Lack of Strategic Clarity – Only One Reason Your Strategy is Failing

Lack of Strategic Clarity – Only One Reason Your Strategy is Failing
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Is Lack of Strategic Clarity Killing Your Performance?

The lack of strategic clarity is a performance killer.  Much has been written about strategic clarity and why it is so critical to effective strategy execution. When strategies are unclear or unbelievable, plans never make it across the finish line.

And what good is a strategy if it is not translated into day-to-day actions and priorities that carry the organization forward?

Effective Strategy Execution is Not easy
We know that executing strategy is difficult.  A study by IBM found that less than 10% of well formulated strategies are effectively executed.  For a strategy to make a true difference, it must be properly executed.

For Strategies to Be Fully Implemented…
Once your corporate strategy retreat is over, strategic priorities and plans must be understood enough, believable enough, and implementable enough by all key stakeholders to be consistently executed across the company.

Strategic Clarity Accounts for 31% of the Difference
Our organizational alignment research found that strategic clarity accounts for 31% of the difference between high and low performing companies in terms of revenue growth, profitability, customer loyalty, leadership effectiveness, and employee engagement.  Surprisingly, few firms communicate their strategy so that the rank and file (and even top management) understand it ways that help them take actions and make decisions in alignment with corporate strategic objectives.

Four Additional Reasons Strategy Execution Fails
The first step toward successful strategy execution is making sure everyone knows the plan and how their job fits into it.  Beyond the lack of strategic clarity, here are four other reasons we found that strategies are ineffectively executed:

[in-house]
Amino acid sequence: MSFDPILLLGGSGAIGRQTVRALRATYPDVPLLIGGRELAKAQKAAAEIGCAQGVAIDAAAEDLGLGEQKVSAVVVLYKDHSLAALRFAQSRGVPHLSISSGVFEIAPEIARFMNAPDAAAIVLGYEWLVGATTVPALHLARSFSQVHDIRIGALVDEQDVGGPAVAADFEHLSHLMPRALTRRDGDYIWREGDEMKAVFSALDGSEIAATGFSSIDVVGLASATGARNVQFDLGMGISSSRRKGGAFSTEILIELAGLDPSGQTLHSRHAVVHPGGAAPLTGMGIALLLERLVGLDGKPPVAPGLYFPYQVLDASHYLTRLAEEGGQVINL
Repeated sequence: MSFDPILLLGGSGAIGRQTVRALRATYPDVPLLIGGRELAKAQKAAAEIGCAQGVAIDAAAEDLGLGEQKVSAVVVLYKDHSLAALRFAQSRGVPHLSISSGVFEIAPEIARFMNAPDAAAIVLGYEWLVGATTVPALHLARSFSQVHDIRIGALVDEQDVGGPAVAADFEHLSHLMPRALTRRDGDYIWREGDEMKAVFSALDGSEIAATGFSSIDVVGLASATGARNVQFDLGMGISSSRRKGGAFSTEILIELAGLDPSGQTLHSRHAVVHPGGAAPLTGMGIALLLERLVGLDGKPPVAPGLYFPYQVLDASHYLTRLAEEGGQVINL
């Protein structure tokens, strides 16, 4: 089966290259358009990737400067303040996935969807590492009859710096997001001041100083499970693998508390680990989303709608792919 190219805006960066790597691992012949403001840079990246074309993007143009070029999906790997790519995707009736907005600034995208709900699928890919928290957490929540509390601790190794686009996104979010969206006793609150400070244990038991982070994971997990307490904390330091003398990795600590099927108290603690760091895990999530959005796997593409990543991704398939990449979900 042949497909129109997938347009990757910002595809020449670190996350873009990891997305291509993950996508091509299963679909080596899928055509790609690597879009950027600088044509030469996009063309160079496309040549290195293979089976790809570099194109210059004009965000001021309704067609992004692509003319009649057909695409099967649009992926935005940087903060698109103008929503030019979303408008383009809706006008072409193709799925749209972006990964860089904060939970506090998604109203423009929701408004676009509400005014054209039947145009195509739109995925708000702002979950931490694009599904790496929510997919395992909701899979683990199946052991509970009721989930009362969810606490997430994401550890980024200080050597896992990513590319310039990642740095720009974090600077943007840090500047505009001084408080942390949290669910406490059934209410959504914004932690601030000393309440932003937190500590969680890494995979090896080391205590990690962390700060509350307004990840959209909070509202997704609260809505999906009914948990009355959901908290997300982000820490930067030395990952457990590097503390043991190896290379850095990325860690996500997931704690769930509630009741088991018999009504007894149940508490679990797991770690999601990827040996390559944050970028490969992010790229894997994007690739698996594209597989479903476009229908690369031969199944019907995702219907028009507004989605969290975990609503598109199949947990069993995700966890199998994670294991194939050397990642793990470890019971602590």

1. Lack of Coordination and Trust Across Functions
    Our clients report real disconnects on how things get done as their employee populations increase and the complexity of their business grows. While most people feel like they can depend on their own teams to deliver on promises, the vast majority do not have the same confidence in co-workers from other functions or in different regions.

    This is often a significant problem for strategy implementation that must count on collaboration across teams, functions and geographies.  Conflicts between departments inevitably occur and gum up the works. The lack of coordination causes delays, duplication of effort and a breakdown of accountability.

  2. Lack of Agility
    Even the best laid plans cannot foresee the future. Strategies and leaders need to be flexible enough to accommodate unexpected internal and external developments — both to change direction to overcome unexpected obstacles or to capitalize on unanticipated opportunities. Many executives rely too strictly on the original plan and consider any deviation a wrong move.

    But a company needs to be able to adapt to changes that threaten success or to grab onto an opportunity that supports their plan for success. When it comes to strategy execution, change agility

  3. Lack of Distributed Leadership
    We believe that leaders should guide, not drive, execution. When strategy implementation resides in a more distributed leadership model, execution is more likely to succeed for the long-term. Yes, a strong CEO can be effective in a top-down approach at the outset.  But the real decisions and actions that support ongoing strategy execution reside at the management level.

    Empower your managers to do the right thing without having to report up all the time, slow down execution, or undermine their ability to get things done efficiently.

  4. Lack of Encouragement for Worthy Cultural Behaviors Beyond Financial Performance
    Certainly, performance matters and a record of high performance should be recognized and rewarded. But there are other behaviors that deserve encouragement also. Simple performance based upon financial targets alone is not enough to create meaning for most employees.

    A successful organization needs employees who work well with one another, value learning, and innovation, and promote open communication.

The Bottom Line About the Lack of Strategic Clarity
Strategic clarity is the starting point to strategy execution. But it needs to be supplemented by coordination across functions, flexibility, distributed leaders and support of desired behaviors.

To learn more, please download 3 Big Mistakes to Avoid When Cascading Your Corporate Strategy

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